• Total cholesterol under 200 mg/dL
  • Fasting blood sugar under 100 mg/dL

In their study, the researchers created three different levels of health based on the participants' cardiovascular-healthy behaviors and heart :

  • People in the healthiest level had 5 to 7 of the behaviors/measurements.
  • People in the middle level had 3 to 4 healthy behaviors/measurements.
  • People in the lowest (most unhealthy) level had 0 to 2 behaviors/measurements.

The researchers compared the behaviors/measurements with disability among the participants. They learned that having an ideal level of reduced the chances for being disabled for older adults, even for those who had a history of heart disease or arthritis.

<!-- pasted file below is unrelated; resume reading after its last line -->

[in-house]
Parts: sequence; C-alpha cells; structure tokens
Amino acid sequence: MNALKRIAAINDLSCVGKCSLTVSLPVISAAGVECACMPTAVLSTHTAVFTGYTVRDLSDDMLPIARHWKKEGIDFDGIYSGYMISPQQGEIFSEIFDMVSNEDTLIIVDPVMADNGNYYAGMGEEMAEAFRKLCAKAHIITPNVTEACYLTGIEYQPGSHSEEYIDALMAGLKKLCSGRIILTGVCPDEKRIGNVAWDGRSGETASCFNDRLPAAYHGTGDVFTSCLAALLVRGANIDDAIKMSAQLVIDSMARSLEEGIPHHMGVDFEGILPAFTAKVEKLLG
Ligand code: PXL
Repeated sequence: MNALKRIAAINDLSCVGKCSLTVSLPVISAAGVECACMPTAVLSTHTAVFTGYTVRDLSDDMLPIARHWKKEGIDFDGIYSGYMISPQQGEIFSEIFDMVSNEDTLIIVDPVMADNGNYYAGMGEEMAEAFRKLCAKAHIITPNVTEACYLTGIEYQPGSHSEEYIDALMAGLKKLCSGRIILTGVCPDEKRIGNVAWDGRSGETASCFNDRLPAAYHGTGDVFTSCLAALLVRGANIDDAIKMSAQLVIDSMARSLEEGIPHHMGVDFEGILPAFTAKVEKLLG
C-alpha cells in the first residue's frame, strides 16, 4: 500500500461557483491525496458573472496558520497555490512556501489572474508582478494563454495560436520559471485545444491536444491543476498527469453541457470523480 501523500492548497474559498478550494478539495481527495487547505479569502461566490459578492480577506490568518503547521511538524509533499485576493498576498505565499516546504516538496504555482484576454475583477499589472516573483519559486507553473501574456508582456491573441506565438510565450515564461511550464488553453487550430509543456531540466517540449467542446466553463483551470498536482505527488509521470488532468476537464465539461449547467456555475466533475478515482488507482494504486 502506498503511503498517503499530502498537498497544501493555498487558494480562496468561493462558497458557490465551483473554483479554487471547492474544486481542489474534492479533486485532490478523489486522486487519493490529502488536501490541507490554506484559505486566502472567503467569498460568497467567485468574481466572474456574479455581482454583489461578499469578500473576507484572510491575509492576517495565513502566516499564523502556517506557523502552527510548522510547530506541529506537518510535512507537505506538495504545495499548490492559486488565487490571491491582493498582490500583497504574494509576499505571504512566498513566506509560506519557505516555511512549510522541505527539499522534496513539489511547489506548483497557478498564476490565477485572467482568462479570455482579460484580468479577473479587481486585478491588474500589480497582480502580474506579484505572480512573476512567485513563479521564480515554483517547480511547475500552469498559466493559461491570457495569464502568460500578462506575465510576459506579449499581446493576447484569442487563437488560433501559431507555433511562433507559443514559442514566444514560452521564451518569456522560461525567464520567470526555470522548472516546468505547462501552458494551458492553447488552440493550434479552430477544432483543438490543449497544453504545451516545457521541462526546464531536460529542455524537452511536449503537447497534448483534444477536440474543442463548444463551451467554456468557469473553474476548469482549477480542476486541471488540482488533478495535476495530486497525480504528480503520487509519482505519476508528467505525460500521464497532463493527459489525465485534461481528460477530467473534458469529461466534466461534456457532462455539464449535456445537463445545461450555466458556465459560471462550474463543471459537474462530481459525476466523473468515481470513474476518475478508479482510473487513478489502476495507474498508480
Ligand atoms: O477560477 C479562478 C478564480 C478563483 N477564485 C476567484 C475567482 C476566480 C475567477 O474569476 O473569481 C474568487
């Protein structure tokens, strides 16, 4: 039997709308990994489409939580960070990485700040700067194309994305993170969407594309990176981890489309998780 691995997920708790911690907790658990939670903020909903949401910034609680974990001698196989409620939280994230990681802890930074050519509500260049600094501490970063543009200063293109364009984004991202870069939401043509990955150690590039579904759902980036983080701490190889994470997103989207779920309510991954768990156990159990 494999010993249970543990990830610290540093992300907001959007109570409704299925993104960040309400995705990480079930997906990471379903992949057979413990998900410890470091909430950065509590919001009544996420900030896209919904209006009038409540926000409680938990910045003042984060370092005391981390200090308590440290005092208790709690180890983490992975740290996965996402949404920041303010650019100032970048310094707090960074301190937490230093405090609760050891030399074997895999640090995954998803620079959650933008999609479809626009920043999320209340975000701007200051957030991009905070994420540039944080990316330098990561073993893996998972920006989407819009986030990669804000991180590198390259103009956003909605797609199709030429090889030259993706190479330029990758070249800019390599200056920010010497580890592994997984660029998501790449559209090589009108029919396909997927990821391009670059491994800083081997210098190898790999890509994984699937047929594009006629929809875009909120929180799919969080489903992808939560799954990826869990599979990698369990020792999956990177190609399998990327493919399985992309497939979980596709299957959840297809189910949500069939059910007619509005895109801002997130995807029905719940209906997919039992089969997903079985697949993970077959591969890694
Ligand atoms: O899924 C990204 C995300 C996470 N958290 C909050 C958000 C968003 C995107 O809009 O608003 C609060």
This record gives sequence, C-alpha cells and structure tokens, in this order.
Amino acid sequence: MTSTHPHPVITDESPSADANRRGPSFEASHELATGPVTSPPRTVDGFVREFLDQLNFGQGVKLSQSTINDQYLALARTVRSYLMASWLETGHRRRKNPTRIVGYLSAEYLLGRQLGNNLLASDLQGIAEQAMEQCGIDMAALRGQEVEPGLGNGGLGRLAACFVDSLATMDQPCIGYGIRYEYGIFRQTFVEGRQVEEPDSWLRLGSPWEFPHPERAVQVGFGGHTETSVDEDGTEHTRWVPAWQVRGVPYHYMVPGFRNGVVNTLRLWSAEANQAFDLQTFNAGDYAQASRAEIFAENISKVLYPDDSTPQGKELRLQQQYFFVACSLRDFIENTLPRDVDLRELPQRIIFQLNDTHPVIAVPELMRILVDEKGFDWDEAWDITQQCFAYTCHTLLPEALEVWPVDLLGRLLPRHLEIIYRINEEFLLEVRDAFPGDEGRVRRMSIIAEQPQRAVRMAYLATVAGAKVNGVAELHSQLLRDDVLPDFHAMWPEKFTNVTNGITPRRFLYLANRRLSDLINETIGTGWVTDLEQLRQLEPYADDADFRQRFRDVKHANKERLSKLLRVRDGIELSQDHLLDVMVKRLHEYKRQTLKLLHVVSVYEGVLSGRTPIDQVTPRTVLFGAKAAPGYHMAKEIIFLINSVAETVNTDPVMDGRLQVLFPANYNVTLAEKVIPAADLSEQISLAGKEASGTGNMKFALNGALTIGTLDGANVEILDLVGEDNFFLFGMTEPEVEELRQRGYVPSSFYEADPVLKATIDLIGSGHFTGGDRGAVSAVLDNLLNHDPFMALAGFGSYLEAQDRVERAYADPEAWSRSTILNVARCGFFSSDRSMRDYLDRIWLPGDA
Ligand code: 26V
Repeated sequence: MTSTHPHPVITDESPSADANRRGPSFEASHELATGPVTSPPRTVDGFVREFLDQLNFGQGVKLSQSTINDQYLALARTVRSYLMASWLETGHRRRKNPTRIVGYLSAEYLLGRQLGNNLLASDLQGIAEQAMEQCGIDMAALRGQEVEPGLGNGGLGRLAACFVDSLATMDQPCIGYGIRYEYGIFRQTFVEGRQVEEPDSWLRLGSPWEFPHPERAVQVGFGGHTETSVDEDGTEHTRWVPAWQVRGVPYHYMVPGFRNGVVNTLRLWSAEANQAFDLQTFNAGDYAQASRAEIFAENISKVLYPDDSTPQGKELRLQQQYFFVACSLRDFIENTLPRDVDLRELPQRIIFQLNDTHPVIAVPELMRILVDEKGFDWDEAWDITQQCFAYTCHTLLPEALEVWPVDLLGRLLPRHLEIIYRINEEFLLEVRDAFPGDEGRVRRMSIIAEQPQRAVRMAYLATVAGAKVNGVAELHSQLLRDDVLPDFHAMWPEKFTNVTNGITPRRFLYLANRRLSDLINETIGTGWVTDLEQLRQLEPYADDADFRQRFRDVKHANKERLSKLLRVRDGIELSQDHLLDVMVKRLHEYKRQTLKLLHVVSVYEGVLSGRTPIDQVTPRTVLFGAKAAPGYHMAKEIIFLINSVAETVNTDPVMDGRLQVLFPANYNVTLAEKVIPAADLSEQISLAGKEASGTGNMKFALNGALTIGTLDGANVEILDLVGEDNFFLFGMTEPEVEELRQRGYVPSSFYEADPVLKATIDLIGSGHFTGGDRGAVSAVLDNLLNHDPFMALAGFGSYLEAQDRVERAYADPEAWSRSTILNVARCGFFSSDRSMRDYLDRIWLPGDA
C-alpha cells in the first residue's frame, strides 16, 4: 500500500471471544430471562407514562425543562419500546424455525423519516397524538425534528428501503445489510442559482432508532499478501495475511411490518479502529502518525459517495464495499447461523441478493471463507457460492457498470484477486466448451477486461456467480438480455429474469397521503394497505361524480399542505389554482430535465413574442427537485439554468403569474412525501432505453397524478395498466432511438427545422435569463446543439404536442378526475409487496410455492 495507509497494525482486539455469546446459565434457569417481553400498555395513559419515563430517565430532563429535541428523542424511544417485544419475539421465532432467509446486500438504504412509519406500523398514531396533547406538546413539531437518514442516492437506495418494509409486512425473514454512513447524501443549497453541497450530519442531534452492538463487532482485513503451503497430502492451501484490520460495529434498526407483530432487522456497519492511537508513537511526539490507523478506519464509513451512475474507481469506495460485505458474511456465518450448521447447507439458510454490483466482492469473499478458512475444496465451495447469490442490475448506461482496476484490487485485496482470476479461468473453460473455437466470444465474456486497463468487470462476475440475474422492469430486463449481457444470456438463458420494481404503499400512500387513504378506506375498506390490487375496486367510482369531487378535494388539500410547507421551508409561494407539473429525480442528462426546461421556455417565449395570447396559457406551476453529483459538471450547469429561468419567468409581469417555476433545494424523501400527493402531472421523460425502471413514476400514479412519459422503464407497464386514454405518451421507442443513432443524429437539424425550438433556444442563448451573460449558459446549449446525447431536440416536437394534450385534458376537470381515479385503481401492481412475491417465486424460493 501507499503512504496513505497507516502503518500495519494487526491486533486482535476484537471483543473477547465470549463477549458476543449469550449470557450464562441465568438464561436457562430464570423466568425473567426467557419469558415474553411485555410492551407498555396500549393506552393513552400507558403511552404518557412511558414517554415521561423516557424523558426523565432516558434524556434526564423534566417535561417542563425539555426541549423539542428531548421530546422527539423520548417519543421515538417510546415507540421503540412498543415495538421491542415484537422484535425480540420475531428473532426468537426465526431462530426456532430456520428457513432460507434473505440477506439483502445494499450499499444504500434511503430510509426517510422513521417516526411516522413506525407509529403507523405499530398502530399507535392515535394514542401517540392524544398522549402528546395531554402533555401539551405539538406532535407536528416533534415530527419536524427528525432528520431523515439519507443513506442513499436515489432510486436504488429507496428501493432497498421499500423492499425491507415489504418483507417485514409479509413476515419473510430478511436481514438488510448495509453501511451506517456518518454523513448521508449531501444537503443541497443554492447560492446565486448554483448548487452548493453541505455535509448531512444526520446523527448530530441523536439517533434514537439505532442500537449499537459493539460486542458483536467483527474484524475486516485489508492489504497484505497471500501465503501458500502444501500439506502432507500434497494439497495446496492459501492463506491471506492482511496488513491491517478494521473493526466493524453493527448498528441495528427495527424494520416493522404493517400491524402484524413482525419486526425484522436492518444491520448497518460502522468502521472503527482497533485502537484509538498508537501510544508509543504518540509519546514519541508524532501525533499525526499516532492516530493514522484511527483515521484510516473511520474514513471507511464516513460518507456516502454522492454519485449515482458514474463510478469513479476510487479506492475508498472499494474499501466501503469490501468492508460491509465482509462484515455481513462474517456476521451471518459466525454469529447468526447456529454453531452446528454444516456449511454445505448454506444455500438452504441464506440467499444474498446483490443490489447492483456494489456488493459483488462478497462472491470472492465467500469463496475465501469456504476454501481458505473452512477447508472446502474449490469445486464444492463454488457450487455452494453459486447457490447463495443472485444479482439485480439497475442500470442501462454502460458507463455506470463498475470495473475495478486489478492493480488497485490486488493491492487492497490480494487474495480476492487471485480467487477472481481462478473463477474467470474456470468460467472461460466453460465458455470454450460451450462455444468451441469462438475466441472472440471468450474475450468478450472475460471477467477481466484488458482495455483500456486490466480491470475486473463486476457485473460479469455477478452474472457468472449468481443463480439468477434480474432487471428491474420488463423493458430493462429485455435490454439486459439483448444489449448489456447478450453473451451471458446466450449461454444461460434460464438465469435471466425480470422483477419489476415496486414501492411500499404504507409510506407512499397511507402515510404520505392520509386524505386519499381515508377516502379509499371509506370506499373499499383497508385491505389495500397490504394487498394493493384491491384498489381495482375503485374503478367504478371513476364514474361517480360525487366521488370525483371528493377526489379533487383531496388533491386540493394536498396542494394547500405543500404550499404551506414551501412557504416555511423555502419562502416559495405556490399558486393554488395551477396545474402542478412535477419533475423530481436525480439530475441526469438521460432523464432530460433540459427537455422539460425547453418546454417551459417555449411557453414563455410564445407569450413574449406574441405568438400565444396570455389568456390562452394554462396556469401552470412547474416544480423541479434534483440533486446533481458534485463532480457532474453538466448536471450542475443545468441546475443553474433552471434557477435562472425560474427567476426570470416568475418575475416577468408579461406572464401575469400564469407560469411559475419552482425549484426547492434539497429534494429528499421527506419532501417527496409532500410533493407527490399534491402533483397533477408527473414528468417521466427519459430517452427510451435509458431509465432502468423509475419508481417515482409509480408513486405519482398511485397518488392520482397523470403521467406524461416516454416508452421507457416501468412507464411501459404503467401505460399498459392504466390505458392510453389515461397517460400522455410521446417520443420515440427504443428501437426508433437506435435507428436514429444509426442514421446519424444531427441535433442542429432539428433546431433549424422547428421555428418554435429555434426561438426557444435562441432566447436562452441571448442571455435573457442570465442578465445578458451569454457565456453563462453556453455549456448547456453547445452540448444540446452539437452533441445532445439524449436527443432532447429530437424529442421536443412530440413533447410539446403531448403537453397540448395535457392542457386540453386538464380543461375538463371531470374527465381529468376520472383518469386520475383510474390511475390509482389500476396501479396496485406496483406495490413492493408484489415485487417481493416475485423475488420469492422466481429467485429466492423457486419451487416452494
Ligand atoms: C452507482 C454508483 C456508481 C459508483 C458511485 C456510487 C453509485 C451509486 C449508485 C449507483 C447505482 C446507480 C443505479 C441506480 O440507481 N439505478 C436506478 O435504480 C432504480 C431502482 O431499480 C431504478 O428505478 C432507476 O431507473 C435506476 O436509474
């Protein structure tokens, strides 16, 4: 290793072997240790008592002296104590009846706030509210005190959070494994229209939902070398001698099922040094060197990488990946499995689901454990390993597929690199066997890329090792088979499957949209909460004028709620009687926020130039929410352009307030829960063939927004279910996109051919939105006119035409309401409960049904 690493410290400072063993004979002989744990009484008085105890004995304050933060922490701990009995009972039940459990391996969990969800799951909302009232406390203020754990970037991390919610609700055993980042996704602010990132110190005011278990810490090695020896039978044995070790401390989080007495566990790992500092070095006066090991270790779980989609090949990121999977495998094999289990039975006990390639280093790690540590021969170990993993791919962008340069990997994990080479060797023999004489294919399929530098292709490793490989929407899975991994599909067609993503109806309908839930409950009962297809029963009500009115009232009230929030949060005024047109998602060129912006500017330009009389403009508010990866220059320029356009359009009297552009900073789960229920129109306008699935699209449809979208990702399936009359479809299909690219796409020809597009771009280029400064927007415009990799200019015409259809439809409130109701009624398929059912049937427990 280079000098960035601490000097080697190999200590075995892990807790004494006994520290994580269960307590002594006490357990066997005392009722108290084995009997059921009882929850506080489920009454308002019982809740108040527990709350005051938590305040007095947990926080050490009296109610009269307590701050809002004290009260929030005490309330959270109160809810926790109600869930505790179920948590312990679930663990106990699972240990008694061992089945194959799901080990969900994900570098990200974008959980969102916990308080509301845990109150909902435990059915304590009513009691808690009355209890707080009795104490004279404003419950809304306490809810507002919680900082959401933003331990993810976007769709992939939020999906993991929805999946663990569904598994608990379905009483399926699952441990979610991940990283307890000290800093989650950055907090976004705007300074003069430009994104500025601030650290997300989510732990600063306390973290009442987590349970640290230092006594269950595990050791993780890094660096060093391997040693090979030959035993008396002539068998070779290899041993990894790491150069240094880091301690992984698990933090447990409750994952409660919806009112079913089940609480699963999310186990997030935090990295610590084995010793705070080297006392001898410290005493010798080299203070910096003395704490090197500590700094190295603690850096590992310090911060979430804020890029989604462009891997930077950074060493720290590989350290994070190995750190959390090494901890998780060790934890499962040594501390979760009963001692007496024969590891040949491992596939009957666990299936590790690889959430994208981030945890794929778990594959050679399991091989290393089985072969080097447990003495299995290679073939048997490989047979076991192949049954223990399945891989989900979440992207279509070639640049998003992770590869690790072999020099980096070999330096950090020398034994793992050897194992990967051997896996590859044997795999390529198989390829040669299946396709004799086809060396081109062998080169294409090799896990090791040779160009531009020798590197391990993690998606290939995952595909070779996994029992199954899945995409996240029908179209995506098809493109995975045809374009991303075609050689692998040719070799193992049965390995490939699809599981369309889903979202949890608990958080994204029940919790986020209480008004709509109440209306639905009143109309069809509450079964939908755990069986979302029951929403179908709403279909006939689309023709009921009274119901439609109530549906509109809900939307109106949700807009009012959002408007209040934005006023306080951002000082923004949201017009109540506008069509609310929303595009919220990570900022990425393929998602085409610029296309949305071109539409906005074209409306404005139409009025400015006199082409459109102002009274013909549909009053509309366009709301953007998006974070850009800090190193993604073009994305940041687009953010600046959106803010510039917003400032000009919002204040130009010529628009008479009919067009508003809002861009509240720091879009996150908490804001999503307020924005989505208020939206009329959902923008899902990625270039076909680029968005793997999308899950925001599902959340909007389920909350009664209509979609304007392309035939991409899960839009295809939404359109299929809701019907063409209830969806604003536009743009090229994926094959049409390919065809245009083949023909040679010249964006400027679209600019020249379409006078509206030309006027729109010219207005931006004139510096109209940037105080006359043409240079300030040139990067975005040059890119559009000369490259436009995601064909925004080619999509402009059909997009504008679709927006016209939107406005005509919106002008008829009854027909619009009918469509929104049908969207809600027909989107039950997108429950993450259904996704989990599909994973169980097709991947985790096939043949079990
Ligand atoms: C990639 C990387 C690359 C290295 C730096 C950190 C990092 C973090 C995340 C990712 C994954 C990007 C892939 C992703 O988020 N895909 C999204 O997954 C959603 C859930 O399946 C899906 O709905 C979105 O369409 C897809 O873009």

The researchers also found that Chilean women tended to be less active and more disabled than Chilean men.

Compared to people with an unhealthy level of behaviors/measurements, people in the two healthier groups had a lower risk for disability.

Finally, people who had an ideal BMI had lower disability. The researchers noted that obesity may quicken age-related declines in functional ability, and poses a threat to independence as we age. The authors suggest that public policies might promote ideal health behaviors early in life, helping people maintain their health into older adulthood.

Explore further: Maintaining healthy weight helps keep blood pressure low through life

More information: Antonio García-Hermoso et al, Relationship Between Ideal Cardiovascular Health and Disability in Older Adults: The Chilean National Health Survey (2009-10), Journal of the American Geriatrics Society (2017). DOI: 10.1111/jgs.15139

Related Stories

Maintaining healthy weight helps keep blood pressure low through life

September 15, 2017